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I'm writing a Java program that requires its (technical) users to write scripts that it uses as input; it interprets these scripts into a series of actions and executes them. I am currently looking for the cleanest way to implement the script/configuration language. I was originally thinking of heading down the XML route, but the nature of the required input really is a procedural, linear flow of actions that need to be executed:

function move(Block b, Position p) {
    // user-defined algorithm for moving block "b" to position "p"

Block a = getBlockA();
Position p = getPositionP();

move(a, p);

Etc. Please note: the above is an example only and does not constitute the exact syntax I am looking to achieve. I am still in the "30,000 ft view"-design phase, and don't know what my concreted scripting language will ultimately look like. I only provide this example to show that it is a flow/procedural script that the users must write, and that XML is probably not the best candidate for its implementation.

XML, perfect for hierarchial data, just doesn't feel like the best choice for such an implementation (although I could force it to work if need-be).

Not knowing a lick about DSLs, I've begun to read up on Groovy DSLs and they feel like a perfect match for what I need.

My uderstanding is that I could write, say, a Groovy (I'm stronger in Groovy than Scala, JRuby, etc.) DSL that would allow users to write scripts (.groovy files) that my program could then execute as input at runtime.

Is this correct, or am I misunderstanding the intent of DSLs altogether? If I am mistaken, does anybody have any suggestions for me? And if I am correct then how would a Java program read and execute a .groovy file (in other words, how would my program "consume" their script)?

Edit: I'm beginning to like ANTLR. Although I would love to roll up my sleeves and write a Groovy DSL, I don't want my users to be able to write any old Groovy program they want. I want my own "micro-language" and if users step outside of it I want the interpreter to invalidate the script. It's beginning to seem like Groovy/DSLs aren't the right choice, and maybe ANTLR could be the solution I need...?

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You may also want to have a look at Beanshell. – Bart Kiers Jul 14 '12 at 13:16
@HovercraftFullOfEels, it's rather old-school, and (AFAIK) not actively being developed on. But it may serve Zac's purpose: the example code he posted can pretty much be copy-pasted and used as a Beanshell script and used in a Java application. – Bart Kiers Jul 14 '12 at 13:45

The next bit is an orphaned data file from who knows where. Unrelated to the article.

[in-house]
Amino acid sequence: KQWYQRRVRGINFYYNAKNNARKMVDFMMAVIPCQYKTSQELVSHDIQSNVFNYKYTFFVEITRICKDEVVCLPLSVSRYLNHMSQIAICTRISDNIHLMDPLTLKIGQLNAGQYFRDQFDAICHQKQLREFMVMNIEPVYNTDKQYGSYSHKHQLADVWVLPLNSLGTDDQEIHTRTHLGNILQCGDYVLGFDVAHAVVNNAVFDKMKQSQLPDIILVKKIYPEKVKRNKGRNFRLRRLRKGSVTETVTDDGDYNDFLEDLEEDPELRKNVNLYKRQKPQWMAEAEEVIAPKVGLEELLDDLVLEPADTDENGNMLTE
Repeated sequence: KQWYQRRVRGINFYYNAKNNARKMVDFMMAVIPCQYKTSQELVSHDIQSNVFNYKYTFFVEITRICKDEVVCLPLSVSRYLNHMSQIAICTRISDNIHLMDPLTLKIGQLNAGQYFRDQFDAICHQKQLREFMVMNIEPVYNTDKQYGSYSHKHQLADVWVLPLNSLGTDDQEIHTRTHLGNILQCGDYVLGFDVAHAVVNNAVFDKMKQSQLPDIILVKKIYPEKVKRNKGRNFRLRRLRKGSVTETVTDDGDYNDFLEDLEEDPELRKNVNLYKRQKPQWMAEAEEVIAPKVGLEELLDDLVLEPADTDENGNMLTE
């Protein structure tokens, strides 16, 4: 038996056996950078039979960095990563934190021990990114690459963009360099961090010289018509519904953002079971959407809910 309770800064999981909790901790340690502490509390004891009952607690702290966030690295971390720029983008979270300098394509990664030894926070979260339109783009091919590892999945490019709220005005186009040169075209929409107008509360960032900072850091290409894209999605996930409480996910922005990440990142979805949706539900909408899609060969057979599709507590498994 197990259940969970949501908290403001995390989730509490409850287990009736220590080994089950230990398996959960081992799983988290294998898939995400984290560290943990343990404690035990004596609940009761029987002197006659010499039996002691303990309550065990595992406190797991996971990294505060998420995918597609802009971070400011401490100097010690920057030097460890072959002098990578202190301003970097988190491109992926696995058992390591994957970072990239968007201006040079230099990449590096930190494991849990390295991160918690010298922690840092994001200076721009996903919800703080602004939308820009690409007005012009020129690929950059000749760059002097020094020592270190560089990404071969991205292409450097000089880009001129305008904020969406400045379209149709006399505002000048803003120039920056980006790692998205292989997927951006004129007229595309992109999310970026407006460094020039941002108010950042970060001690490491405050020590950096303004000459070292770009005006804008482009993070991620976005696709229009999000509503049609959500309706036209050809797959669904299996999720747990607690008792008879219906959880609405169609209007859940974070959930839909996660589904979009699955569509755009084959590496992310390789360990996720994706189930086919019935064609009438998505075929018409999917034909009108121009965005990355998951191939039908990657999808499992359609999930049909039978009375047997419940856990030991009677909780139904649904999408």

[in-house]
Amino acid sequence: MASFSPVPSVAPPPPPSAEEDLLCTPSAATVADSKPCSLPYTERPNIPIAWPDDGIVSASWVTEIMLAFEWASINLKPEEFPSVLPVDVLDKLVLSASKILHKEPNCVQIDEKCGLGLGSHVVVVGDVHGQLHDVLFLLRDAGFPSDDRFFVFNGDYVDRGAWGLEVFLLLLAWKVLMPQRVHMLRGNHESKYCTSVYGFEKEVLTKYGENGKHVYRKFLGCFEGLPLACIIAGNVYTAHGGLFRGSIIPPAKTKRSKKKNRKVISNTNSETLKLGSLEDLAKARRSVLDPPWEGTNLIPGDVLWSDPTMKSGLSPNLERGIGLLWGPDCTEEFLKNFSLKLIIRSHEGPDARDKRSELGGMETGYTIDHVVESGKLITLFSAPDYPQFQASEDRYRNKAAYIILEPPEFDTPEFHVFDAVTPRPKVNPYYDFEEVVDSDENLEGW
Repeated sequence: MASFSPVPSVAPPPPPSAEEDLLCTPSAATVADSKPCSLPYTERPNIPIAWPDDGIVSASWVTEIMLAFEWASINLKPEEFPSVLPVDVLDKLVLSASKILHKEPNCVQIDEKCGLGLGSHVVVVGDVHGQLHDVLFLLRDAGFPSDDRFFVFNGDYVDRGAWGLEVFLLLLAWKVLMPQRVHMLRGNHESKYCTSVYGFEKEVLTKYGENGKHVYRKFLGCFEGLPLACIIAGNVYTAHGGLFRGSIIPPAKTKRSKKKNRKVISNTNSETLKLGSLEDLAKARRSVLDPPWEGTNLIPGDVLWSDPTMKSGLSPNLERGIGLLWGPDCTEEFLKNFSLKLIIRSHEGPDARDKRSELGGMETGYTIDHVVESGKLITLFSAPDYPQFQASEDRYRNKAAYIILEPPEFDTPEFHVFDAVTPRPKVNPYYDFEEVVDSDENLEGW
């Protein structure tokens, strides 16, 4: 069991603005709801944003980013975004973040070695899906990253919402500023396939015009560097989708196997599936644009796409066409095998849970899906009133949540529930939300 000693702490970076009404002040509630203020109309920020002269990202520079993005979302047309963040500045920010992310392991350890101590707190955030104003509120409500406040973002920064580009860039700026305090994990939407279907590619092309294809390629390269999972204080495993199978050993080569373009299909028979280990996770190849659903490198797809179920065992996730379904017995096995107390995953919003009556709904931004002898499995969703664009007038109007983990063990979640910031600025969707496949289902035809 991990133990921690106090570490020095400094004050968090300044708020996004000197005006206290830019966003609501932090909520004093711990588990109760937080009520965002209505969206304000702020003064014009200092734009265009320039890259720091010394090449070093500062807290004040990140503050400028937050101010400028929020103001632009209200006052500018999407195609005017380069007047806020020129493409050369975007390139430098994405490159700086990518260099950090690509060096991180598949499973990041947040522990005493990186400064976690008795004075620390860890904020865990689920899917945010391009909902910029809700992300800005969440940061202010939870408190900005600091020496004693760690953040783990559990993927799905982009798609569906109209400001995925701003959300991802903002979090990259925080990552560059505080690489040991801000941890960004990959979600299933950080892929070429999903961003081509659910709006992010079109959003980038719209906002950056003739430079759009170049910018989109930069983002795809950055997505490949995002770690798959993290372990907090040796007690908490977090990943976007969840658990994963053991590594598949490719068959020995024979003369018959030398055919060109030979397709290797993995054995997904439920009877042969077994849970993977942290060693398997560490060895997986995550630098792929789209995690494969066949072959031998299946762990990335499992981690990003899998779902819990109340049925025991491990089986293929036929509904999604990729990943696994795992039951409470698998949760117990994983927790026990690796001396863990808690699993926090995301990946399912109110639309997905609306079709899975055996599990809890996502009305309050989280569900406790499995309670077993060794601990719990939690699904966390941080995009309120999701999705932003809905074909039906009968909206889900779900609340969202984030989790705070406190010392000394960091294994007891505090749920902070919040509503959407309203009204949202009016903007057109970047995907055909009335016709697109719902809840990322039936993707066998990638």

Have a look at Xtext, it is very pleasant to write DSLs with it (and it is actively developed!) – s106mo Jul 14 '12 at 14:04
@Zac You seem to be (faintly) mistaken about the purpose of DSLs. They're mostly used to implement a declarative-ish specialised language (e.g. for configuration) on top of a mainly procedural language. That's not to say you're on the wrong path. If your users are going to write mostly procedural code and you just need to have a sane way to load / evaluate it at runtime, you can use straight Groovy and a binding to your Java code. – millimoose Jul 14 '12 at 14:17
@ZacHarvey They'd be regular Groovy. However, so would a Groovy-based DSL. If you want restricted execution, you need a language / environment designed for it. Lua is generally a great choice for that, but I don't know how easy it is to integrate with Java. (Another option might be using the Java code security stuff, but I have no idea how that works or if it can implement the kind of restrictions you need.) – millimoose Jul 15 '12 at 11:48
up vote 0 down vote accepted

Yes, you can write a Groovy program that will accept a script as input and execute it. I recently wrote a BASIC DSL/interpreter in this way using groovy :

(In the end it was more interpreter than DSL but that was to do with a peculiarity of Groovy that likely won't affect you - BASIC insists on UPPER CASE keywords which Groovy finds hard to parse - hence they have to be converted to lower case).

Groovy allows you to extend the script environment in various ways (eg injecting variables into the binding and transferring execution from the current script to a different, dynamically loaded script) which make this relatively simple.

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I think you are on a really good path. Your users can write their files using your simple DSL and them you can run them by Evaling them at runtime. Your biggest challenge will be helping them to use the API of your DSL correctly. Unless they use an IDE this will be pretty tough.

Equivalent of eval() in Groovy

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